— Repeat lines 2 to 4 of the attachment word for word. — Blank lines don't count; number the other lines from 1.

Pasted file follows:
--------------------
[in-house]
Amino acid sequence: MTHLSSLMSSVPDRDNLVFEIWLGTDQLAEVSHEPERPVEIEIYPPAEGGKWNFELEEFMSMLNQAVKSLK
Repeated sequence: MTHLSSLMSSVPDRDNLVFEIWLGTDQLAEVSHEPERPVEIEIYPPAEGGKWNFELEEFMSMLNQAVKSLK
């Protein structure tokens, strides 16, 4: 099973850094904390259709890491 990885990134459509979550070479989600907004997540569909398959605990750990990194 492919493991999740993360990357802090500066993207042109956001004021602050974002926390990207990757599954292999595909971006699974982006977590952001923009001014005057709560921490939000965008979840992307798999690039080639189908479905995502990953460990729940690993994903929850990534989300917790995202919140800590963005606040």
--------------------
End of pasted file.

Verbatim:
Amino acid sequence: MTHLSSLMSSVPDRDNLVFEIWLGTDQLAEVSHEPERPVEIEIYPPAEGGKWNFELEEFMSMLNQAVKSLK
Repeated sequence: MTHLSSLMSSVPDRDNLVFEIWLGTDQLAEVSHEPERPVEIEIYPPAEGGKWNFELEEFMSMLNQAVKSLK
């Protein structure tokens, strides 16, 4: 099973850094904390259709890491 990885990134459509979550070479989600907004997540569909398959605990750990990194 492919493991999740993360990357802090500066993207042109956001004021602050974002926390990207990757599954292999595909971006699974982006977590952001923009001014005057709560921490939000965008979840992307798999690039080639189908479905995502990953460990729940690993994903929850990534989300917790995202919140800590963005606040």